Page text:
Eric Lease Morgan attended the recent Symposium on Open Access and Digital Preservation (Atlanta, October 2, 2004), took notes, and posted his notes online. Thanks, Eric! (PS: The presentations themselves are now online at the symposium web site. But for rapid orientation, Eric's notes are more useful than the presentations. In fact, they are so useful that I'm surprised that scholars attendindg conferences don't do this more often.)
Barbara Quint, Future of the NIH Open Access Policy, Information Today, October 11, 2004. Excerpt: "Hallelujah! The day of liberation has come! And only the first of many more, I would predict....Basically, the National Institutes of Health (NIH), funder of at least a quarter of the world's best medical research, will mandate that all grantees and contractors submit electronic copies of finished manuscripts for full-text release through PubMed Central, the National Library of Medicine's popular medical research site. Comments may be e-mailed to firstname.lastname@example.org through Nov. 2 [PS: recently extended to Nov. 16]....The House of Representatives Committee on Appropriations helped bring this about by pushing and prodding the NIH, but (and this is important) no statutory language was needed. It only took a change in NIH procedures and the boilerplate language in its grants. So if other federal research and development funding agencies wanted to follow suit, they too might not need legislative action to make it happen....This is a tremendous breakthrough. If Congress stays interested, it could accelerate the momentum of the open access movement exponentially. Already heads of other federal information agencies are queuing up for their chance to press for open access....We've long wearied of hearing obscenely rich STM commercial publishers crying "wolf" if their annual profit increases ever dropped within waving distance of single digits. No one listens anymore. However, this time long tails and hot yellow eyes may actually have come into view. If publishers are waiting for the community of librarians to pick up pitchforks and come to their rescue, they'd do better to find some trees to climb....As information professionals, we may look back on this NIH policy change as the moment in time when open access began its final victory."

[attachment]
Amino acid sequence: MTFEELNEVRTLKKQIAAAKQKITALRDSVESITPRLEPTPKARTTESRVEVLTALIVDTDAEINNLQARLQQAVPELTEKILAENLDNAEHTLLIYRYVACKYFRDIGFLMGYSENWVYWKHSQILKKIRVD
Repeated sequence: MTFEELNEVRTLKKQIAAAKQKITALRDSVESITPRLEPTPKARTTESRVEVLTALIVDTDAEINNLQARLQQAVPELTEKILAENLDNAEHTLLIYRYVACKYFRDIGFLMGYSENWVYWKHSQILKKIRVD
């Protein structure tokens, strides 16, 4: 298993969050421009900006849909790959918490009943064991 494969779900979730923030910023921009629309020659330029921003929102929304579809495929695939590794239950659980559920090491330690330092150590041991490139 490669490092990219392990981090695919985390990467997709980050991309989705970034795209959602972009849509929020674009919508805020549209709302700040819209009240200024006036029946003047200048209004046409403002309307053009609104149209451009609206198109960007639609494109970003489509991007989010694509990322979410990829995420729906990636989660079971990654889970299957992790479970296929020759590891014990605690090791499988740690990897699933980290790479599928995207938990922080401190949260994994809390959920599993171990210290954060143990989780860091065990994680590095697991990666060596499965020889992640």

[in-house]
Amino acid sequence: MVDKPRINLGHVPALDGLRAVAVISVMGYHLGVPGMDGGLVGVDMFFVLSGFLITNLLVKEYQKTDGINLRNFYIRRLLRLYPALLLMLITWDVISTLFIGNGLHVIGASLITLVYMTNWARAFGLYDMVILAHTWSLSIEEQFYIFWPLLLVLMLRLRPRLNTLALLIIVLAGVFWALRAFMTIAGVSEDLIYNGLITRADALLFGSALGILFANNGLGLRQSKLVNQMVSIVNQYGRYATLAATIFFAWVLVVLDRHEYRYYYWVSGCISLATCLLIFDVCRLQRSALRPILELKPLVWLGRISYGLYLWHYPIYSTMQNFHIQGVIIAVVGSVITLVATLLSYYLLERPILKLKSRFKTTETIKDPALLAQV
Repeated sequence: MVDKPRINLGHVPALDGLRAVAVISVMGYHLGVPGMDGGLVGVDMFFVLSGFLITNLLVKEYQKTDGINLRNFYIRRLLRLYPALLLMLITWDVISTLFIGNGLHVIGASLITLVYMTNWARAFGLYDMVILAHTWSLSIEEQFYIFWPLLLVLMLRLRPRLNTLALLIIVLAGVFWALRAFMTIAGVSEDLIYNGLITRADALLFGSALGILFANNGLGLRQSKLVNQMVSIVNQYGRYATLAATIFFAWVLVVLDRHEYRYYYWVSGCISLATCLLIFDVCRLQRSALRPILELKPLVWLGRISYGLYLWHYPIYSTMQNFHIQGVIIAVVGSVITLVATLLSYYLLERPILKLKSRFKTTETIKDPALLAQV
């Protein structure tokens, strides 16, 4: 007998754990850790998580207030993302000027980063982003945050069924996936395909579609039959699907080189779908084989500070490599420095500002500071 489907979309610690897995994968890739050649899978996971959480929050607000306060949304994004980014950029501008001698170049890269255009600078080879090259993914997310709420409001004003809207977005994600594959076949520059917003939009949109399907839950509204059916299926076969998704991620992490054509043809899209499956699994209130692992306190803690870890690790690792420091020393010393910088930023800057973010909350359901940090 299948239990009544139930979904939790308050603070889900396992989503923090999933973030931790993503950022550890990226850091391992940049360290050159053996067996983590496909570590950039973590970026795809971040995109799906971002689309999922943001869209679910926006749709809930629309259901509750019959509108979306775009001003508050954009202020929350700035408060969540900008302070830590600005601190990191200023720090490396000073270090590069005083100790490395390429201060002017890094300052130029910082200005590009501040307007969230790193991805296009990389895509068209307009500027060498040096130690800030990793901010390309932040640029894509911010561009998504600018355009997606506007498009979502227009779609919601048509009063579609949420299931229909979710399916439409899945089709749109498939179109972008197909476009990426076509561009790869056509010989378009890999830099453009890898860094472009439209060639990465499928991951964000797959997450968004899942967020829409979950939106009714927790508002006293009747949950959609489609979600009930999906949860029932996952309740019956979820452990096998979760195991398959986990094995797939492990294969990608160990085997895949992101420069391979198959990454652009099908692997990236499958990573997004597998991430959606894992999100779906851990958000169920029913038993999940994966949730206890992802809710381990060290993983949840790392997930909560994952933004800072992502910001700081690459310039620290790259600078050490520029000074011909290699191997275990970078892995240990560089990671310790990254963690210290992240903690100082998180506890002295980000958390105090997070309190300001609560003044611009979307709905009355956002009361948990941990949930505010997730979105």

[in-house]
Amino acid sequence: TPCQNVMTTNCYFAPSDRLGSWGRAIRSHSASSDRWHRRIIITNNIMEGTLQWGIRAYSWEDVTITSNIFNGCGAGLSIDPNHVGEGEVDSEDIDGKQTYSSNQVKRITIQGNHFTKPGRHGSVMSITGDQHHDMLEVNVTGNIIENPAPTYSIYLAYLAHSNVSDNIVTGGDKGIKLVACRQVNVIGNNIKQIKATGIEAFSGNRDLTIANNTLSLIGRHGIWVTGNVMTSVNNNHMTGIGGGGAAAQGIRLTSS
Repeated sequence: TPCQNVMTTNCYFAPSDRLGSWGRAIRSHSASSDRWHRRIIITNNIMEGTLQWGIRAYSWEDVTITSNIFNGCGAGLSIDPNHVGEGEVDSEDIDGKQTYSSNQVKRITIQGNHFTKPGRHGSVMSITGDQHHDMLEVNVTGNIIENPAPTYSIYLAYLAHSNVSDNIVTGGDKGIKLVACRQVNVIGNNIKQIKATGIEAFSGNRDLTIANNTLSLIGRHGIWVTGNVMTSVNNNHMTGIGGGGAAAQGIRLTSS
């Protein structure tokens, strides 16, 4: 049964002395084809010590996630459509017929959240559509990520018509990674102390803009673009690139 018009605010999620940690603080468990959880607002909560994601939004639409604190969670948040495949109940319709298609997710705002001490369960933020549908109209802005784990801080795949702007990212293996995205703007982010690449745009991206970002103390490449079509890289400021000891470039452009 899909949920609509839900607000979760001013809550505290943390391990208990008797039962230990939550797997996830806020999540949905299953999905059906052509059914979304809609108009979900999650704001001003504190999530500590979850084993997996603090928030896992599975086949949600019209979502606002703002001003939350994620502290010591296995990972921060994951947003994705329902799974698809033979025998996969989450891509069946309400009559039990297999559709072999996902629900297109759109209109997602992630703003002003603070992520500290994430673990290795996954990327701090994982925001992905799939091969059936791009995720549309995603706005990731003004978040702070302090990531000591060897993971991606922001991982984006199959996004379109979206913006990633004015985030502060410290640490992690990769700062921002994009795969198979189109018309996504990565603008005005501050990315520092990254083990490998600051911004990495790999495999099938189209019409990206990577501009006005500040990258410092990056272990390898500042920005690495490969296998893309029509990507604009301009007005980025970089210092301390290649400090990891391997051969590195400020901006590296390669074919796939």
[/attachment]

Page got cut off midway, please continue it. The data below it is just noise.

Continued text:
The same issue of Information Today has an article on the NIH plan by Robin Peek, The Politics of Publishing, but it's not OA.
Barbara Quint, All of OCLC’s WorldCat Heading Toward the Open Web, Information Today, October 11, 2004. Excerpt: "Excited by the 'resounding success' of the Open WorldCat pilot program, the management of OCLC, the world's largest library vendor, has decided to open the entire collection of 53.3 million items connected to 928.6 million library holdings for 'harvesting' by Google and Yahoo! Search. A letter from Jay Jordan, president and CEO of OCLC, went out to members on Oct. 8. Currently, the Open WorldCat subset database contains about 2 million records, all items held by 100 or more academic, public, or school libraries --some 12,000 libraries all told. The new upgraded Open WorldCat program will automatically include all of the 15,000-plus OCLC libraries that contribute ownership information (holdings) to WorldCat, unless the library asks to have its holdings excluded. In January 2005, Open WorldCat will officially graduate from a pilot program to a permanent 'ongoing program'; however, the database will be open for 'harvesting' to Google and Yahoo! Search as early as late November 2004."